Congratulations to Madame Tussauds, which has released this week's most surreally creepy video. Following certain news in the world of celebrity, Tussauds has formally separated its likenesses of Dannii Minogue and David Spade. Or "Angelina Jolie and Brad Pitt", as its official press release has it. But really: look at the evidence.
Back in the day, there were probably people who were informed that a carpenter's fiancee was having another entity's baby in a stable, and greeted the news with the already timeworn zinger: "Sorry, who are these people? Why is the Bethlehem Bugle printing this rubbish? If I wanted this, I'd read the Nazareth News.
Even in more placid recent times, the Ryder Cup has always been the fiercest culture war in all sport. America versus Europe. The individuals versus the team. Lone wolves versus the pack. Unabombers versus cells. Sex addiction versus sex.
All real Donald Trump press releases sound like they were composed of lines cut from satirical Donald Trump press releases. Even by those standards, however, you have to admire how his campaign's latest effort on the enduring non-mystery of Barack Obama's birthplace ascends to its point: "In 2011, Mr Trump was finally able to bring this ugly incident to its conclusion by successfully compelling President Obama to release his birth certificate," this hallucinates.
At last, a price comparison more wantonly imbecilic than discussing how many nurses a Premier League footballer's commercial contract would have bought. It is the confected outrage that someone or other is paid "more then the prime minister's salary". Latest to deploy it is Karen Bradley, who has risen without trace to become secretary of state for culture, media and sport.
Once more to Fifa, the Chinatown of sports governance, where you always end up just having to forget it. Dark and terrible things happen, but you have to move on unsatisfactorily. There is no resolution. The only thing you gain is cynicism.
Oh dear. Many will have hoped it would be at least a year between the Facebook board member Peter Thiel covertly closing down an entire media company because he didn't like it and the firm's boss, Mark Zuckerberg, actually censoring the history of the Vietnam war.
There is affecting news of the Karaoke Sauron, who is not taking the diminishment of his powers as well as he might. Time was Simon Cowell bestrode the Atlantic like a telly colossus, as at home insulting teenagers on ITV as he was floating the idea of taking Las Vegas by storm with a permanent residency for The X Factor.
It was cinema's Gerard Butler who once observed: "There's no one in this world I think works harder than me." It's true. Although a UN report found their daily toil sufficiently backbreaking and hazardous to rank them as among the very poorest of the poor, there are Filipino fishermen who come home and almost collapse after 18 hours on the waters, only to rally themselves when their wife sniffs: "Tough day?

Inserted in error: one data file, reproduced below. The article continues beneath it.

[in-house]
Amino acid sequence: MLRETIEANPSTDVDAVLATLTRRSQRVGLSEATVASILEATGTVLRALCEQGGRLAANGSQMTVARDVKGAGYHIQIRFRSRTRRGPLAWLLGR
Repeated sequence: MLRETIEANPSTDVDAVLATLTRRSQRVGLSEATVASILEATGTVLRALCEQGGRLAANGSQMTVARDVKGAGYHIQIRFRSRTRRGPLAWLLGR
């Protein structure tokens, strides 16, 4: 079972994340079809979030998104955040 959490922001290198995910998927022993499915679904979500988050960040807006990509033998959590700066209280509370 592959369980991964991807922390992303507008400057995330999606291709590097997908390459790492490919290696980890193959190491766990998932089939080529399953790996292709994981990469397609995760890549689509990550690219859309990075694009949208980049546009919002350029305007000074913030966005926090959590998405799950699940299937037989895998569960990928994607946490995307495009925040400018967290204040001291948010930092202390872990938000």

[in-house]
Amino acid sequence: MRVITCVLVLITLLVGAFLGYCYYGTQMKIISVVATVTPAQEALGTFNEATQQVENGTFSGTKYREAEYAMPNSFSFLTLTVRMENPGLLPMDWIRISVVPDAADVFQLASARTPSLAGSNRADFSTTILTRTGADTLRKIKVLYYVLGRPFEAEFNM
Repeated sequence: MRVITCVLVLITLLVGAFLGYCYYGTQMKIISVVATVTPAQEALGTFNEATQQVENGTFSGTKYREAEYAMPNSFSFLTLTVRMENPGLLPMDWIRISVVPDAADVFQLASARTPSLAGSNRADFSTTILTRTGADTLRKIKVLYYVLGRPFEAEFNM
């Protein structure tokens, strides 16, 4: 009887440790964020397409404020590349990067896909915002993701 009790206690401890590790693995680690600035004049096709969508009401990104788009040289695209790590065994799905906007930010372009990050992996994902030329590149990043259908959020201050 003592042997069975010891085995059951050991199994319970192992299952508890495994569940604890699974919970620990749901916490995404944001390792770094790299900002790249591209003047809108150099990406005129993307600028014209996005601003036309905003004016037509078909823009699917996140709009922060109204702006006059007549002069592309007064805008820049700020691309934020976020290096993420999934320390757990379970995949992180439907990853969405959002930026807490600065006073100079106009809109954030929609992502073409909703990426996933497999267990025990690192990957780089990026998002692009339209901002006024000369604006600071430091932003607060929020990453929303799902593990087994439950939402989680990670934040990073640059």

Have you recovered from another idiosyncratic international week for the England football side? Like a visit from a demanding relative or a night on base speed, it all tends to go on a couple of days longer than it should.
Muck Rack makes it simple to find people, tweets, or articles that mention any name, keyword, company, hashtag etc. We've compiled this guide to help you make the most of your search.
Selecting a term
Start searching tweets, articles from media outlets, articles mentioned in tweets, journalists'
names, titles and bios with some suggested searches:
Companies or Topics (e.g. iPhone, Microsoft)
Phrases (e.g. "cloud computing") — use quotes to keep the terms together
Twitter handles (e.g. @username) — returns those who have mentioned or replied to
Names (e.g. "David Pogue")
Hashtags (e.g. #sxsw, #london2012)
Bio details (e.g. vegan, Olympics, father)
Muck Rack's Advanced Search allows for many boolean operators.
Find results that mention multiple specified terms, use AND or
+. For example, ensure each result contains both Elon Musk and Mark Zuckerberg by
searching Obama AND Romney or Obama + Romney.
Use the operators OR or , to broaden your search when you'd like either of
multiple terms to appear in results. (This is the default behavior of our search when no operators
are used.) For example, search for democrat OR republican to find results that refer to
Democrats and/or Republicans.
Use NOT or - to subtract results from your search. For
example, searching Disney will yield results about the Walt Disney Company as well as Walt Disney
World Resort. To exclude mentions of Disney World, search for Disney -World or Disney
When using one of these operators with a phrase, enclose it in quotation marks. For example, you can
find results about smartphones excluding Apple's iPhone 4S by searching smartphone -"iPhone
Use parentheses to separate multiple
boolean phrases. For example, to find journalists talking about having fun in Disney World or
Disneyland, search for ("disney world" OR disneyland) AND fun.
An asterisk can be used to search for any variation of a root word truncated by the asterisk. For example, searching for admin* will return results for administrator, administration, administer, administered, etc.
A near operator is an AND operator where you can control the distance between the words. You can vary the distance the near operation uses by adding a forward slash and number (between 0-99) such as strawberries NEAR/10 "whipped cream", which means the strawberries must exist within 10 words of "whipped cream".